Yonge-Eglinton development meets with opposition

The Federation of North Toronto Residents Association (FoNTRA) is trying to keep the Yonge-Eglinton Centre from expanding onto its open space at the northwest corner of the intersection of Yonge and Eglinton.

FoNTRA was first made aware of the formal application when some of its members saw a posted Committee of Adjustment Notification posted on the doors of the Centre. The group is upset because the proposed two-storey building on the site would replace the existing open space, which they say is too important to give up.

George Milbrandt, co-chair of FoNTRA says the group has two major objections with the proposed plan. The fact that part of the deal when the Yonge-Eglinton Centre was built it was agreed that the space would be left there, and that the plan came about before a focus review of the area is complete.

Part of the reason for the addition is that the open space at the major intersection is not effective according to Greenwin, the company that owns the property and Eglinton-Lawrence Councillor Anne Johnston (Ward 16), who supports the plan.

"Is it usable open space? I don’t think so," says Johnston. "It’s windy, and it’s not a space that any of the people opposed to this would have used. In fact, it’s hardly being used at all."

Milbrandt disagrees, asking why the area just can’t be improved to be more conducive to becoming a leisure area.

"Our contention is, why not just improve it so people will use it?" he says. "That excuse should not be used to add further density to the development. They should come up with some ideas that would make it a leisure friendlier place."

He says that more successful open spaces usually have coffee shops or businesses that sell snacks and meals close by to keep people in the specified area. If it’s windy, he says, build a partition. For any problems with it, his group feels they should just improve it, rather than take away the open area.

St. Paul’s Councillor Michael Walker (Ward 22) opposes the proposal. Walker is part of the working group performing a study on the intersection and would like to see Greenwin hold off on their plans until some conclusions can be reached.

Walker says the corner was a site specific zoning approval several decades ago, and over the years a series of incremental committee of adjustment decisions centred around it. He says that a public street had to be closed off in those adjustments over the years to make room for an apartment building, a shopping centre and a theatre complex.

"It’s time to say that’s all this corner can take," he says. "One of the agreements was we’d always have open space, if you turn it into a commercial area with a glass roof it isn’t open anymore. It’s only open to anyone with a wallet that wants to pay for it.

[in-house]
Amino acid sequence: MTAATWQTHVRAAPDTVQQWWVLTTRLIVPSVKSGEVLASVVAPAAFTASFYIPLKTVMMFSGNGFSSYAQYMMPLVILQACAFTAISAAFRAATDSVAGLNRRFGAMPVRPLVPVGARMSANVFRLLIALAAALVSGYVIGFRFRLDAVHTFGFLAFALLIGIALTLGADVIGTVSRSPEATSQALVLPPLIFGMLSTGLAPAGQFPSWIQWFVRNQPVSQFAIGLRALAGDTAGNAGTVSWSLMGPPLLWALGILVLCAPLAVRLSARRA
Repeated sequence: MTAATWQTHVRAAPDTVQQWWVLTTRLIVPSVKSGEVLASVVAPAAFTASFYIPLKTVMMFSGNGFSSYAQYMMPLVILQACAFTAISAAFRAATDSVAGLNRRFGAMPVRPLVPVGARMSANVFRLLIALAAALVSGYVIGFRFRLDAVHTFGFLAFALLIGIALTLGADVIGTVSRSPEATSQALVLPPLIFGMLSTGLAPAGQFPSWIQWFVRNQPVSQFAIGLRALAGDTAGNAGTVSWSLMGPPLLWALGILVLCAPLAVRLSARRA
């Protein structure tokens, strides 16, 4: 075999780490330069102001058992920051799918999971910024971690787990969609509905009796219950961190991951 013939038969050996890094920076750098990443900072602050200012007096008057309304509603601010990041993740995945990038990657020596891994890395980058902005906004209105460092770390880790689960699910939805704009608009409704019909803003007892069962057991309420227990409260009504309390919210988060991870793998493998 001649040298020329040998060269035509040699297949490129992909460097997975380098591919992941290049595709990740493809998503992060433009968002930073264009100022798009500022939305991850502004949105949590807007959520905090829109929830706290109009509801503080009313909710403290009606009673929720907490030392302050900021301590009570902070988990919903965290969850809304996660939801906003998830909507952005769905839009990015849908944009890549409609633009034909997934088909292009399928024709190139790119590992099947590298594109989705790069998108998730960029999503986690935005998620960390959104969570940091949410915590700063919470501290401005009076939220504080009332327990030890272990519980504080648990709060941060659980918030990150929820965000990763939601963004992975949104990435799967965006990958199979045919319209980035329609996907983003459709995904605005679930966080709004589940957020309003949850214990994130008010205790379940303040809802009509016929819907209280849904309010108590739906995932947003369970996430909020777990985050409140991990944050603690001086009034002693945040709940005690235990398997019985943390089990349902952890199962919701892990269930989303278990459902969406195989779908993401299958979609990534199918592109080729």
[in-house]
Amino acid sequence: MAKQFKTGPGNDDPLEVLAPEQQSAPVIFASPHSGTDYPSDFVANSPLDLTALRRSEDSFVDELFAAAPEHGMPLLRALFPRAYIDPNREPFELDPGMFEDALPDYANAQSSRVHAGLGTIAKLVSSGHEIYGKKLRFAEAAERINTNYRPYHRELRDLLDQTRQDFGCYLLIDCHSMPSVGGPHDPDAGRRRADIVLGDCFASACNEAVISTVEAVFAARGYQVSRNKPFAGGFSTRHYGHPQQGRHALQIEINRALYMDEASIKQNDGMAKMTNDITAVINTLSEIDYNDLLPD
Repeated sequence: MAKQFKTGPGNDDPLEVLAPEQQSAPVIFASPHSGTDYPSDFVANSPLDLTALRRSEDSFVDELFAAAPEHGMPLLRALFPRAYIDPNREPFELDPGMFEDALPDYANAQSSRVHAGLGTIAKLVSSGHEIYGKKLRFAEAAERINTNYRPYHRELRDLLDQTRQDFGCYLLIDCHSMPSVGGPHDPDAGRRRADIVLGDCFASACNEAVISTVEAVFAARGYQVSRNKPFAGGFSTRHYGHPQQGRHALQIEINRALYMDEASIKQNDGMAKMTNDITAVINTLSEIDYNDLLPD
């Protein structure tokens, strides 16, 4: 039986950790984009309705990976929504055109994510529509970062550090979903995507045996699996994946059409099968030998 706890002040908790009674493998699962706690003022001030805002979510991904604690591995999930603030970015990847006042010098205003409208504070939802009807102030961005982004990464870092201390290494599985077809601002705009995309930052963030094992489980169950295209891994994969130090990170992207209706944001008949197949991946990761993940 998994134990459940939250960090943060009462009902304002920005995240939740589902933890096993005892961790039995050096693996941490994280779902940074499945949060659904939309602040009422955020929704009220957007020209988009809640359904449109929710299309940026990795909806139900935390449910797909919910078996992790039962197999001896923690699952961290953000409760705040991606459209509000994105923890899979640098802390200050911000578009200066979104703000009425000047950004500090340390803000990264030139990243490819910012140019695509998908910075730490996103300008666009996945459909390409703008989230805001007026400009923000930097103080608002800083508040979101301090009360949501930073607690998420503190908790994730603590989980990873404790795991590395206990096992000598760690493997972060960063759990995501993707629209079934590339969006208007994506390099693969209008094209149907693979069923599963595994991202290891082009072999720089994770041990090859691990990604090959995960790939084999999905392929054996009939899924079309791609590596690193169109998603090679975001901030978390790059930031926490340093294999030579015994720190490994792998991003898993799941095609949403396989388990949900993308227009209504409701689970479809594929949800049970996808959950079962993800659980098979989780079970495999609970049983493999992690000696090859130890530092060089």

Walker says he sees nothing altruistic about this exercise, and adds "if they can get it, they make more money."

Milbrandt admits more building would mean more revenue for the cash-strapped city, especially when all levels of government have cut funding to Toronto. This, he says is another reason for a focus review.

"When you increase densities and do a lot of site specific changes when do you reach the point where you need to add to your infrastructure, whether it’s water, sewer or roads, in order to accommodate this?" he asks. "At some point you’re going to need to add to the area’s infrastructure, so doing a series of site specifics without keeping in mind the overall plan for the area is to us just poor planning."

Johnston, however, doesn’t see a problem with the plan.

"As far as I can tell there will be more places to sit and for people to gather, it will increase pedestrian comfort and accessibility for the disabled, and a more user friendly subway entrance," she recalls.

Johnston says she is aware of the number of people that like to go to the Yonge-Eglinton Centre. The proposed plan, she says, will see a brighter area that will be a nice place to congregate because of the proposed glass walls.

"Toronto is not a summer city, we’re a winter city," she says. "A lot of things go on inside the Centre, like ParticipAction and seniors’ events. The new addition will make those events better."

Milbrandt says a "wait and see" attitude is what’s needed, especially with pressure to redevelop the TTC’s space at the southwest corner of the intersection.

"We know there is a lot of pressure to redevelop the TTC land and we want to see what comes up in that context," says Milbrandt. "We’d better be able to make a decision on whether adding a two-storey addition to the Yonge-Eglinton Centre makes sense, because for all we know maybe the development of the TTC land may add additional open space."

Milbrandt admits the plan calling for the glass walls could work, but says people need open space, especially in a very densely developed area like Yonge-Eglinton.

"You need places where people can just hang out and be outside. To me it adds to the vibrancy of an area. If you don’t have a place for people to be, you become all closed in, and you have a much different kind of city."

Officials from Greenwin, the owners of the Yonge-Eglinton Centre, were unavailable for comment.